Switzerland is no longer a neutral state – Moscow — Analysis

Bern’s sanctions against Russia mean it cannot represent Ukraine in Moscow, the Foreign Ministry says

Switzerland cannot represent Ukraine’s diplomatic interests in Russia as it gave up its neutrality status by joining anti-Russia sanctions, the Foreign Ministry said on Thursday.

Russian Foreign Ministry Deputy Spokesman Ivan Nechayev said Bern has asked Moscow whether it can represent Ukraine in Russia and vice versa, and that in response, “It was made clear by us that Switzerland is no longer neutral and can’t act as an intermediary or representative of any interests..”

Nechayev also noted that Switzerland has continued talks with Kiev despite knowing Moscow’s stance on the matter, which only confirmed that Bern “doesn’t really care about Russia’s interests.”

This only reinforces our position that Switzerland’s role as a mediator and a representative is out of the question

Bern was accused by the deputy spokesperson of backing Kiev through his participation in the anti-Russian campaign by Western powers.It is unclear how it’s possible for a country behaving like this to offer mediation, representation and other good servicesHe replied, “Yes.”

On Wednesday, Switzerland and Ukraine agreed that Bern could represent Kiev’s diplomatic interests in Russia, should Moscow consent to such an arrangement.

Ukraine wants Switzerland to take over the role of Russia’s protector. All relevant negotiations are complete. Russia needs to consent to the creation of a protective power.,” the Head of Media at the Swiss Federal Department of Foreign Affairs, Michael Steiner, said at the time.

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In addition, the Swiss foreign ministry stated that its mediation services have been offered since late February when hostilities broke out between Russia and Ukraine. It was this because Kiev had cut all diplomatic ties to Moscow. Steiner stated that Bern would be willing to host and assist negotiations between Moscow and Kiev.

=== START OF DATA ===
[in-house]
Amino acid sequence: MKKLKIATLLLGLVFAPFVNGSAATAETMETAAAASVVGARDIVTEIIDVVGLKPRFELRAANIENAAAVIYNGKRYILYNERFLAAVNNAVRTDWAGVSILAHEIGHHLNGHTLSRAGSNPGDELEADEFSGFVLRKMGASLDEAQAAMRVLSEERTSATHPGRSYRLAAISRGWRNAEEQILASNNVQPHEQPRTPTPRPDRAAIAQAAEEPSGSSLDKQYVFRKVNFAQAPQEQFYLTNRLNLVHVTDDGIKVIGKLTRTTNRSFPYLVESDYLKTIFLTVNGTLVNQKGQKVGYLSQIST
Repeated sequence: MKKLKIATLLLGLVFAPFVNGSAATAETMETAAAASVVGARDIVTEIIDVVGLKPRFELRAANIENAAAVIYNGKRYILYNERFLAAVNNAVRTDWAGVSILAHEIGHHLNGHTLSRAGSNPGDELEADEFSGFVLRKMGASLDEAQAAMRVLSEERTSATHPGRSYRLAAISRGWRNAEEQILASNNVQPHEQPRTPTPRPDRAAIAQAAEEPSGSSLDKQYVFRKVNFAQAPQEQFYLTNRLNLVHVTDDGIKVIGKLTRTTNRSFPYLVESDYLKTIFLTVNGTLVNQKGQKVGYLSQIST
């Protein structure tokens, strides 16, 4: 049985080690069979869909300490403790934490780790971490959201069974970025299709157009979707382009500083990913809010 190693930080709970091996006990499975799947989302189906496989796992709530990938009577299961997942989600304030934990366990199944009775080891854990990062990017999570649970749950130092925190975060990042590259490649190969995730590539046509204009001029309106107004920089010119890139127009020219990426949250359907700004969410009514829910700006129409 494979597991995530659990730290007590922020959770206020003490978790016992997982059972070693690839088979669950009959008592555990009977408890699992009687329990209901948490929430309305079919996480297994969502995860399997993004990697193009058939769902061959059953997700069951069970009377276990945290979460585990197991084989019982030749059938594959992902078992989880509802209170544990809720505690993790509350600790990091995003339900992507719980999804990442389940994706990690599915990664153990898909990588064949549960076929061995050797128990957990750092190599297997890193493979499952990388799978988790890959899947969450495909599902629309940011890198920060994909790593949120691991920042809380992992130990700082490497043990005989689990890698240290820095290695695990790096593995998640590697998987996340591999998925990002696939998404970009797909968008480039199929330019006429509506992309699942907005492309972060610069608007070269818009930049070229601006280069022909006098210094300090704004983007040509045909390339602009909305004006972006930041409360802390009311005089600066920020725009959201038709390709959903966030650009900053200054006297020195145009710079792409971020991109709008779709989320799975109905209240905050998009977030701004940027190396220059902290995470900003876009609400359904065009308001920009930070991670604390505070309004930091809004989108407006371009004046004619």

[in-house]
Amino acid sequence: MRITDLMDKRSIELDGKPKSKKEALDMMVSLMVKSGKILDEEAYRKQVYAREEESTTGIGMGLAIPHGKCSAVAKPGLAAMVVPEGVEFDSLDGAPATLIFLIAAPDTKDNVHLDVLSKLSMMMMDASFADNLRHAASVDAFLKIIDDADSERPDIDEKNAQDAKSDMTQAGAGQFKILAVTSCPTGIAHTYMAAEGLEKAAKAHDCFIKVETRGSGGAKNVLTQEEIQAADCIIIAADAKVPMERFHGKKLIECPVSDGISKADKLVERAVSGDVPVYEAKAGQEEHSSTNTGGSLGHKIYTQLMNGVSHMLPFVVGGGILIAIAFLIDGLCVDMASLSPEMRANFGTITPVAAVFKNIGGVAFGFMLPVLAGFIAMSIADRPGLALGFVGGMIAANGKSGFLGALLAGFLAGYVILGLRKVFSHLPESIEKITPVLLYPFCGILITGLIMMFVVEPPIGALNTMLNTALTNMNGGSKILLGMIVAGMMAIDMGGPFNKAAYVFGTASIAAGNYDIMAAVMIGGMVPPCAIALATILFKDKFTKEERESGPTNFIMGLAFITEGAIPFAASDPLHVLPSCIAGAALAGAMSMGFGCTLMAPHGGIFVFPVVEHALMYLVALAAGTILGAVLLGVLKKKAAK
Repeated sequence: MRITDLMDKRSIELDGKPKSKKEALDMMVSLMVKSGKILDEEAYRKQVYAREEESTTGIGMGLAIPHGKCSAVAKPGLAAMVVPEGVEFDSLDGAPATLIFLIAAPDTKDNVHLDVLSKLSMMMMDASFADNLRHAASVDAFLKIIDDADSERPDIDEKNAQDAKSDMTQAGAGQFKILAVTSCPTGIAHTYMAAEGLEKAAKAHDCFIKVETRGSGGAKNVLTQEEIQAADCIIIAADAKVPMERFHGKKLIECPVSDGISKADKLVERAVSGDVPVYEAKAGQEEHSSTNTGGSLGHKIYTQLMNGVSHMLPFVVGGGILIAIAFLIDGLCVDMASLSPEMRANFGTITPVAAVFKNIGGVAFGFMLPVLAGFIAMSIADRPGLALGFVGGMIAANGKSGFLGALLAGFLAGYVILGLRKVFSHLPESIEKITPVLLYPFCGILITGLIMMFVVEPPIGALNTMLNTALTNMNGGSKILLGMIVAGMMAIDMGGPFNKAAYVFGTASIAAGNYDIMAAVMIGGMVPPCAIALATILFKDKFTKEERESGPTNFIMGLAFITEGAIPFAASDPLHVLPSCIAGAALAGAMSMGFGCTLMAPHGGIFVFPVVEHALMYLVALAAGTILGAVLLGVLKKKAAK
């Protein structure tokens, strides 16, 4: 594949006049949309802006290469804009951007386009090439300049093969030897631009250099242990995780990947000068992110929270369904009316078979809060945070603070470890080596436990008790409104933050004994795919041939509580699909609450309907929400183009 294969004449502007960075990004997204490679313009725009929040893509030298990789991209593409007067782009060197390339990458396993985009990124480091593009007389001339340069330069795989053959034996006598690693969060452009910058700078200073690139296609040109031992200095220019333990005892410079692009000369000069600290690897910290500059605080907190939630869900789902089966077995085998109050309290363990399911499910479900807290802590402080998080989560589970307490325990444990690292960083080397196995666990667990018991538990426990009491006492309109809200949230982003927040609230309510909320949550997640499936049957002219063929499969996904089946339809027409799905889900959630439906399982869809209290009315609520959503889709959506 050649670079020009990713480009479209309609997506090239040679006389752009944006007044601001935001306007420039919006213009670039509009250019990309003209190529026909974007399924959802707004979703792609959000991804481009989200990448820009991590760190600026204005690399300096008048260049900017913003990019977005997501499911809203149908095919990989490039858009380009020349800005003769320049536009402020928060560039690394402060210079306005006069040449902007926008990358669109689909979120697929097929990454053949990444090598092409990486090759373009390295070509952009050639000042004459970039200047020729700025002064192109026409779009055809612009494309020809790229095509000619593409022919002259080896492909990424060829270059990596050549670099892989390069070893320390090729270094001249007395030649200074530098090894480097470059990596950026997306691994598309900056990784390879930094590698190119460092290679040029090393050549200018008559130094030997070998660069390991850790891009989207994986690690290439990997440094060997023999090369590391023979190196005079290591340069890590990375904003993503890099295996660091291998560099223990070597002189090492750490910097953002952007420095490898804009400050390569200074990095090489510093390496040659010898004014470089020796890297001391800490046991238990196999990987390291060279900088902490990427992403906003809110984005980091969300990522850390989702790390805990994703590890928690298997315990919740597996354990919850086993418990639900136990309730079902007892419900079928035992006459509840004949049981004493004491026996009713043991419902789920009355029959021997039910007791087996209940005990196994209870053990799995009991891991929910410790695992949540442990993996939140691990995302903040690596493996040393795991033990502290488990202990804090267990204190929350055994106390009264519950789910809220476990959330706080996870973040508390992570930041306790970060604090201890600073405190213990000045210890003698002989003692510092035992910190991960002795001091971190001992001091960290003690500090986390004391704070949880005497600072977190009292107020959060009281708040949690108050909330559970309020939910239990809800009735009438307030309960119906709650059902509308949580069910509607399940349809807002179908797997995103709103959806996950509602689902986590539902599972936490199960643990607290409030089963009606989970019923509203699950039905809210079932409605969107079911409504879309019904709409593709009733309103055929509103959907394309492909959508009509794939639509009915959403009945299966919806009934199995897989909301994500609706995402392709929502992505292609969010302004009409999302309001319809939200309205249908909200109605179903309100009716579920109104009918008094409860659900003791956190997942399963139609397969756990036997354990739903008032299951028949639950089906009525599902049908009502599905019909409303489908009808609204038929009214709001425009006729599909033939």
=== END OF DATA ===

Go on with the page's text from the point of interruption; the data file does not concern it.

“TThe mandate for a power of protection” is meant to allow states to maintain low-level relations at times of conflict, and to monitor and safeguard the interests of parties to the conflict and their nationals.

Foreign Ministry Spokesperson Oleg Nikolenko confirmed such plans at the time, saying Ukraine had “We reached a principled agreement” with Switzerland that would allow Bern to represent Ukrainian interests in Russia. He also said that “The Swiss have a lot of experience performing these functions and this is why they were chosen.”

Switzerland joined the EU in issuing several rounds of anti Russia sanctions regarding Ukraine. Earlier this month, Bern froze assets belonging to Russia’s Sberbank and banned trade in gold products with Moscow.

Moscow added Switzerland to its list of “hostile countries” on March 5. This was in addition to many other EU member states. Nonetheless, Switzerland has prior experience of representing other countries’ interests in Russia. Since 2008, when Tbilisi severed diplomatic relations with Moscow, Bern has been representing Georgia in Moscow.

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